We are pleased to announce the publication of 12.5 million records from a new collection, the United States, Border Crossings from Canada, 1895–1956. During the late 19th century many United States immigrants decided to arrive via passage from Canada to avoid harsh inspections at U.S. ports like Ellis Island. The collection, which includes images, is significant as it offers important details of ancestors who made their way to the United States via Canada. The MyHeritage index offers additional details not found in other versions of this collection, such as information on family members.
In the late 19th century, some immigrants bound for the U.S. opted to travel to the U.S. via Canadian Atlantic ports like Quebec City, Montreal, and Halifax and then make their way to their United States destinations aboard trains. The MyHeritage U.S. Border Crossings from Canada collection offers rich details about the lives of these immigrants during this pivotal transition from their country of origin to their new lives in the U.S.
The records include the individual’s name, age, gender, date of arrival, arrival port, marital status, birth date, birth place, last residence, destination, port of departure, and nationality, as well as the names and addresses of family members both in the United States and the home country. In addition to immigrants seeking citizenship in the United States, many of the records in the collection pertain to U.S. or Canadian citizens passing through the border for work or travel. The records were listed on cards, with information added to both sides of the card. During the initial microfilming of the collection, often the image of the second side was flipped in an awkward and difficult-to-read configuration. Exclusive to the MyHeritage collection, in cases where the two sides appear together, you’ll find a reconfigured second side that is right side up and adjacent to the front side, so it can easily be viewed as one complete record.
Though crossings between the U.S. and Canada happened across the length of the border, the primary border office that contained these records was in St. Albans, Vermont starting in 1895. As the years progressed, new offices opened that were more local to each border crossing.
The ports of entry included in this collection, by U.S. state, are as follows:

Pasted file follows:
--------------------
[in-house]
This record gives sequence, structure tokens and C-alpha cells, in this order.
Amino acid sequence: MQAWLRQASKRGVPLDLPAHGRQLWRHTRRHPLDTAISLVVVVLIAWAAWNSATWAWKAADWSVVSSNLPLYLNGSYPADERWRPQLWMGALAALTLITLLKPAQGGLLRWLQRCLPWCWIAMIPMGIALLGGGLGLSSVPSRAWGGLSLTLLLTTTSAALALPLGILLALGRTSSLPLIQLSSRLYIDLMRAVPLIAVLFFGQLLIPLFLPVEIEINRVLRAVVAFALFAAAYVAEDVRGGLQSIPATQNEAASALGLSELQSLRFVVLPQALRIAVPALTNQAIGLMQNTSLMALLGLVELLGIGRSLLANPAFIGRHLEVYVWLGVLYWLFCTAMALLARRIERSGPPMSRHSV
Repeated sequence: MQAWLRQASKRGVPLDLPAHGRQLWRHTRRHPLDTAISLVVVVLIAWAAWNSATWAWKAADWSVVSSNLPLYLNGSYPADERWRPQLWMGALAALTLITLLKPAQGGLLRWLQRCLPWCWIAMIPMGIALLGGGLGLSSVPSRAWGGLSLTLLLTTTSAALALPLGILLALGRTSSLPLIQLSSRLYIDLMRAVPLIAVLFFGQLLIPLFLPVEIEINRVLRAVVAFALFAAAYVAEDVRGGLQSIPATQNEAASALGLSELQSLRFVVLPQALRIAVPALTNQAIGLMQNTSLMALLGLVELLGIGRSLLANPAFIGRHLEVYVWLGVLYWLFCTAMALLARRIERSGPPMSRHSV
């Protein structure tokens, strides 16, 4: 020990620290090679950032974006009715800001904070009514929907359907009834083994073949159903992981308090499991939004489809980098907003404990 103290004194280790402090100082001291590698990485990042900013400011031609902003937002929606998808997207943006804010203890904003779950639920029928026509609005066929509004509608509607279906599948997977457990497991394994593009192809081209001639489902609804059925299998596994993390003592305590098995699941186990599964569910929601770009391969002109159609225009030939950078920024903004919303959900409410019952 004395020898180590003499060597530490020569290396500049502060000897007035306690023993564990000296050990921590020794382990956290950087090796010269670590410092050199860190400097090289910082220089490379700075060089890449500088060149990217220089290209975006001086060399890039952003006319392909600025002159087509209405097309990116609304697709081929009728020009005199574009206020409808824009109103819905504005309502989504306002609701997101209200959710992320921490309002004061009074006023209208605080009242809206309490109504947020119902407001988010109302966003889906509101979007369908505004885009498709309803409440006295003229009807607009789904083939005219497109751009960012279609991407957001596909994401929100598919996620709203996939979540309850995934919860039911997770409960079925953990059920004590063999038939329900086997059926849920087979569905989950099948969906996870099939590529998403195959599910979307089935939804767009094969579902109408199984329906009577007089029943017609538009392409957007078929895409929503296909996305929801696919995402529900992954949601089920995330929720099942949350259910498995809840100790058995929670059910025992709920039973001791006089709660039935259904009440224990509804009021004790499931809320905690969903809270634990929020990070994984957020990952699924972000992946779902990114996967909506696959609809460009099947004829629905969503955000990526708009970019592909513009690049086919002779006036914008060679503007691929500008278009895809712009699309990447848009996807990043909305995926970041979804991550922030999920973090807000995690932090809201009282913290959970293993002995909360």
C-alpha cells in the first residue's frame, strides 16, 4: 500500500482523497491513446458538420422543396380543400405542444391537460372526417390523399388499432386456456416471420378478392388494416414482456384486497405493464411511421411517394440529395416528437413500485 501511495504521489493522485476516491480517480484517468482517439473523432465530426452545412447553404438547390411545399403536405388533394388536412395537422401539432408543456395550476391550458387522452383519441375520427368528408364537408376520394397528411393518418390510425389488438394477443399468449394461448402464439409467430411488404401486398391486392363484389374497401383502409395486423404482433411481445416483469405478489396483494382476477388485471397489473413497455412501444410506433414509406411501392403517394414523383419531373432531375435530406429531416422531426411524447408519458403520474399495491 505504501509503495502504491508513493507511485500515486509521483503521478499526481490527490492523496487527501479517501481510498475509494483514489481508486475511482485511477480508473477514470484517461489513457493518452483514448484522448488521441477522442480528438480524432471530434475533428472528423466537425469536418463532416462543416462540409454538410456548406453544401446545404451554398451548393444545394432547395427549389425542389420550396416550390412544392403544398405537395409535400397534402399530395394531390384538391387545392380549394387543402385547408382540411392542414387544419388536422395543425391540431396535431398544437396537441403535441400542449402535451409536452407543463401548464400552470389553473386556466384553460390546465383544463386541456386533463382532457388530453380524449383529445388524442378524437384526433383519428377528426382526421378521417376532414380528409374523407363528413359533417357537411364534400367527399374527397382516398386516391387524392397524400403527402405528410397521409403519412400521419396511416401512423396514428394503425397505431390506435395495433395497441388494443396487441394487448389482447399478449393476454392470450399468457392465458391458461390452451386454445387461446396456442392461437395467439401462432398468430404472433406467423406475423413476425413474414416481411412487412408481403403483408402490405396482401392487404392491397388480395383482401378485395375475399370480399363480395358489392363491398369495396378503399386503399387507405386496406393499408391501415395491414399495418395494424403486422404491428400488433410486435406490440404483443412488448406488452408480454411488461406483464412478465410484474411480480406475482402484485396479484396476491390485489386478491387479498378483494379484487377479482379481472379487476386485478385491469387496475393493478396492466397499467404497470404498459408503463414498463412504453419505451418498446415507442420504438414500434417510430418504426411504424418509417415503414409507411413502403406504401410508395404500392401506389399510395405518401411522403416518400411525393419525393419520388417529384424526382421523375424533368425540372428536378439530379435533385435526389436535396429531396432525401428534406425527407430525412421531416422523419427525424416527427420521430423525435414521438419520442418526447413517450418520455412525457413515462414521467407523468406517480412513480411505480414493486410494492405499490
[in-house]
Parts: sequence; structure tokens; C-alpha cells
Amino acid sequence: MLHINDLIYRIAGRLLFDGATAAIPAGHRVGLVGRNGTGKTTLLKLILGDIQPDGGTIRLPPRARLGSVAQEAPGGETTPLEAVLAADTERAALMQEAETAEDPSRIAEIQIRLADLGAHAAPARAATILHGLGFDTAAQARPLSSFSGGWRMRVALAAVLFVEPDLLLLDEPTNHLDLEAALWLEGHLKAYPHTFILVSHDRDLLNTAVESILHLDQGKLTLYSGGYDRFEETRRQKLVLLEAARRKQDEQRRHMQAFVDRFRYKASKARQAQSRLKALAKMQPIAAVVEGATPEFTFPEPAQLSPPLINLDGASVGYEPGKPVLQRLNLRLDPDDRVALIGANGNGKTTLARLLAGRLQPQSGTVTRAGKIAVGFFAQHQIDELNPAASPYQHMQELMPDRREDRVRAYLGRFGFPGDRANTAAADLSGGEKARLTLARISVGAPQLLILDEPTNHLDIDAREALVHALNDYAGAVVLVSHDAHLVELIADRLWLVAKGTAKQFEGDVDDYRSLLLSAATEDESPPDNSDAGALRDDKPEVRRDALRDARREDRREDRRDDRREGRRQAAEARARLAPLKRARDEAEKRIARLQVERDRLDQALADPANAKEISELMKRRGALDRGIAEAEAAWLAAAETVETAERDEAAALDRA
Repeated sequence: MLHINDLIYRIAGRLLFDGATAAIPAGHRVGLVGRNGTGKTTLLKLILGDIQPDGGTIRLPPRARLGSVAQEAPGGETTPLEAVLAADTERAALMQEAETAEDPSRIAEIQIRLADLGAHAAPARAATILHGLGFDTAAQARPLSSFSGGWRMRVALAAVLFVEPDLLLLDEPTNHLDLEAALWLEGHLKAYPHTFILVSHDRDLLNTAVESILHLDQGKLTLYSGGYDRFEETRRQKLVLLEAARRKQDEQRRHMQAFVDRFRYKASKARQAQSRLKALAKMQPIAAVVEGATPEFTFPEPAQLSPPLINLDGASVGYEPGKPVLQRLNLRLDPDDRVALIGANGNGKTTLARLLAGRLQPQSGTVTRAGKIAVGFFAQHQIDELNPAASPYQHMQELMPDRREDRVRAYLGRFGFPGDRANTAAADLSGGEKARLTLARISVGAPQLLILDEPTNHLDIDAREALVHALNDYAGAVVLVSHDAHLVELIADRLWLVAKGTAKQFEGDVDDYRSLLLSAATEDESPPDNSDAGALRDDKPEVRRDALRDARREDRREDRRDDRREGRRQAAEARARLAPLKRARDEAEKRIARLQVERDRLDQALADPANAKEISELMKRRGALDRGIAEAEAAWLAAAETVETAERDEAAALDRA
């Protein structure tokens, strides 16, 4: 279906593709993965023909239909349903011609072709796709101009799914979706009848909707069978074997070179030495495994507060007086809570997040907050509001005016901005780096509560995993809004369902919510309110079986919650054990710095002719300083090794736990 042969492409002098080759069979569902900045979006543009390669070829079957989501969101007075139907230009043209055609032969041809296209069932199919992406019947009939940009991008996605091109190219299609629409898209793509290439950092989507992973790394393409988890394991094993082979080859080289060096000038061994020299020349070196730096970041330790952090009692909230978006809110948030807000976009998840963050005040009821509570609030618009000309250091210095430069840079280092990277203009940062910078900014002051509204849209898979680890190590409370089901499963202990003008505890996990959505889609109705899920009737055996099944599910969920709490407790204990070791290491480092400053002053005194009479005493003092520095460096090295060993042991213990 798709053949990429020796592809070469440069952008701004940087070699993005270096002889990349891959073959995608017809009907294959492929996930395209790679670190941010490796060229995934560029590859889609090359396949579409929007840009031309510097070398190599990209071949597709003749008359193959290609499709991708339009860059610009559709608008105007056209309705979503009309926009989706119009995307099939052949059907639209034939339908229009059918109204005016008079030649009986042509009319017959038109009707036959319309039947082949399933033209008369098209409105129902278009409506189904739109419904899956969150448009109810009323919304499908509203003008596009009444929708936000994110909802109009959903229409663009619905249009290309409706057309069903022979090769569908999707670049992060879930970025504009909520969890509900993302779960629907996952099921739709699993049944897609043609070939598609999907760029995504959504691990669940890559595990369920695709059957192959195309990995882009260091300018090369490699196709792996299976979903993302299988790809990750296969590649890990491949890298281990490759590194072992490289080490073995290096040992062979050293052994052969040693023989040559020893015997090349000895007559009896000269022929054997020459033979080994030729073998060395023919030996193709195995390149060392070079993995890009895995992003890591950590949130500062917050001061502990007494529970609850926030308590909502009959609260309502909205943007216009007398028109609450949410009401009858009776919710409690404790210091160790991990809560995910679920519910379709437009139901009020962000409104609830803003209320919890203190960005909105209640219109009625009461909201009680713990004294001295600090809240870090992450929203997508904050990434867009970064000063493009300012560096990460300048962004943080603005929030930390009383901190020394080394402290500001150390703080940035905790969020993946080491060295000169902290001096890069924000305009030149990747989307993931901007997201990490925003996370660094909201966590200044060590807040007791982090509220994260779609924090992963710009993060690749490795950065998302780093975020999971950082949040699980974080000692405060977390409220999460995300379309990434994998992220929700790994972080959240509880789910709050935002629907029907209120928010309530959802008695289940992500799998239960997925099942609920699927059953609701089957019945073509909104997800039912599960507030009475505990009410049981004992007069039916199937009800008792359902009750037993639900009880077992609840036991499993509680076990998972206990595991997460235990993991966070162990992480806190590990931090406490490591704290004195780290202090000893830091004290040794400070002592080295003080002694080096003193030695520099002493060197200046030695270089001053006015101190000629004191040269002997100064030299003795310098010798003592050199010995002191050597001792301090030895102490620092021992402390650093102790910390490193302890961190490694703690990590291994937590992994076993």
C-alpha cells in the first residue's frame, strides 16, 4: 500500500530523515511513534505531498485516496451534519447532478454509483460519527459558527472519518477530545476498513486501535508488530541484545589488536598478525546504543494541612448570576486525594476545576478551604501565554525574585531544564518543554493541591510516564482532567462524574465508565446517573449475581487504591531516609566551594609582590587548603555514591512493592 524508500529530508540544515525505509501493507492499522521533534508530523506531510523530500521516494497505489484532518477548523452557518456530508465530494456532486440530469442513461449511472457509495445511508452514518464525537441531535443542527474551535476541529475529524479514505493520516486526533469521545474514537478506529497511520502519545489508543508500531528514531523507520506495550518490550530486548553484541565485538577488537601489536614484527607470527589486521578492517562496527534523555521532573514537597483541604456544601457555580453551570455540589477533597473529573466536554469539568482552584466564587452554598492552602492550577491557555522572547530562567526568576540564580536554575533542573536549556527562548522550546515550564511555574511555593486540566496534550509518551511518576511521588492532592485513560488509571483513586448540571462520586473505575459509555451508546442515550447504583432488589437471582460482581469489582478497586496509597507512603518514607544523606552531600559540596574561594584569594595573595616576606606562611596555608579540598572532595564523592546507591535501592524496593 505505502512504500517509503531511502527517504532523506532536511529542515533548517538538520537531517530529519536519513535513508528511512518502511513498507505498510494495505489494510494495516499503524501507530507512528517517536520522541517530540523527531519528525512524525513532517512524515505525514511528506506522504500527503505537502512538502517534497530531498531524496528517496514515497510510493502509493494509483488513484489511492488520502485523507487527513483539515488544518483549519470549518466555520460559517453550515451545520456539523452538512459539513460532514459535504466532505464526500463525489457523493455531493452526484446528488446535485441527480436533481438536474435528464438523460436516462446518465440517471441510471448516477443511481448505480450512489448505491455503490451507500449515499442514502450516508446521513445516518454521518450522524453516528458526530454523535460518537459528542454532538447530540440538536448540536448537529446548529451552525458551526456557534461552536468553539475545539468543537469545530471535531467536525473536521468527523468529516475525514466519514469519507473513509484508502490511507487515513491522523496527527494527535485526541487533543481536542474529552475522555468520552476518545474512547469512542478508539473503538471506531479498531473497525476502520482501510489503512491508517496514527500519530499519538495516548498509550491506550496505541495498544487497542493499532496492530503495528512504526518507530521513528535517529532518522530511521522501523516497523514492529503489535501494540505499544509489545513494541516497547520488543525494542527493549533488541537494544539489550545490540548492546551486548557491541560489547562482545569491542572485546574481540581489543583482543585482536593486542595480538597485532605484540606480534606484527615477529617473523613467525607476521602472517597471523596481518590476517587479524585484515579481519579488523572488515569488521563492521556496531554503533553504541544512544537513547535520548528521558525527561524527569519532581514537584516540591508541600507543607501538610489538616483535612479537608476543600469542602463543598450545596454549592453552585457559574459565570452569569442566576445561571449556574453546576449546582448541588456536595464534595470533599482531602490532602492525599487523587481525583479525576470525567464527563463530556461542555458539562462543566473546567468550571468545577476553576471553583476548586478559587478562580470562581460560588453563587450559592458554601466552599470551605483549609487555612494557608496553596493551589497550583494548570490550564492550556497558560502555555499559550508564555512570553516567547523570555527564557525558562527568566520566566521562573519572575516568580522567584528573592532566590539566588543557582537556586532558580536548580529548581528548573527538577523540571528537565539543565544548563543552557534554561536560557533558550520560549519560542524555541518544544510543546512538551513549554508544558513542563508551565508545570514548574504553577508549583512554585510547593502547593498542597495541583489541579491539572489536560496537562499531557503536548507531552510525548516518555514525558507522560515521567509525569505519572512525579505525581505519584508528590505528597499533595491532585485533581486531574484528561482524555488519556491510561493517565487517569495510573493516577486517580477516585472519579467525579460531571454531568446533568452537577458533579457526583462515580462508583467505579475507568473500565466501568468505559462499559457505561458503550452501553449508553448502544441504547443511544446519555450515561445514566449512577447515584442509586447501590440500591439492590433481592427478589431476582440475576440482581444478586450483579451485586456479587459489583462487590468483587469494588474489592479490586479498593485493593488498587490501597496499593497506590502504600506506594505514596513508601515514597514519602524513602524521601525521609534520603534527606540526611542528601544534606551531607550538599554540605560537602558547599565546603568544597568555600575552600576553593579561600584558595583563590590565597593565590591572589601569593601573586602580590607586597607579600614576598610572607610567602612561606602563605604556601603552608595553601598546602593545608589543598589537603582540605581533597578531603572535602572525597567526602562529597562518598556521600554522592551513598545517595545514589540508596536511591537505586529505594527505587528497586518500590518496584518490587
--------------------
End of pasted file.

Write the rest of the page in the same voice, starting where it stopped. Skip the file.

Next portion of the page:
- Idaho: Eastport (1924–1956); Porthill (1923–1952)
- Maine: Vanceboro (1906–1952); Calais (1906–1952); Jackman (1909–1953)
- Michigan: Detroit (1906–1954)
- Minnesota: Noyes (1912–1956); Baudette, Warroad, and International Falls (1910–1923)
- Montana: Havre, Loring, Opheim, Raymond, Turner, Westby, and White Tail (1924–1956); Chief Mountain, Cut Bank, Del Bonita, Gateway, Great Falls, and Roosville (1923-1956); Babb (1928–1956)
- New York: Buffalo, Lewiston, Niagara Falls, and Rochester (1902–1954); Alexandria Bay, Cape Vincent, Champlain, Clayton, Fort Covington, Mooers, Rouses Point, Thousand Island Bridge, and Trout River (1929–1956); Hogansburg, Malone, Morristown, Nyando, Odgensburg, Rooseveltown, and Waddington (1929–1956)
- North Dakota: Dunseith, Neche, Pembina, Saint John, and Walhalla (1912–1956); Ambrose, Antler, Carbury, Fortuna, Noonan, Northgate, Portal, Sherwood, and Westhope (1921–1952); Northgate and Saint John (1910–1921)
- Vermont: St. Albans (1895–1952); Small ports in Vermont (1895–1924)
The collection contains the record of Robert Wardrop, who arrived in Quebec from Scotland and whose ultimate destination was Clinton, Indiana, where his brother Mat lived. The record contains information on Robert’s last residence in Stonehouse, Scotland, as well as his age, marital status and wife’s name, and a physical description.
Also found in the collection is the record of Canadian hockey player Lawrence (Larry) Aurie, bound for the city of Detroit, Michigan to play for the Detroit National Hockey league. The record contains Larry’s age, birthplace, and destination, as well as information on his father and friend back in Canada.
The new MyHeritage United States, Border Crossings from Canada 1895–1956 offers keen insights into the lives of immigrants, travelers, and citizens traveling across the U.S. Canadian border during this period. Searching the collection on MyHeritage is free. To view these records or to save records to your family tree, you’ll need a Data or Complete plan.
If you have a family tree on MyHeritage, our Record Matching technology will notify you automatically if records from the collection match your relatives. You’ll then be able to review the record and decide if you’d like to add the new information to your tree.
Enjoy the new collection!
Source: My Heritage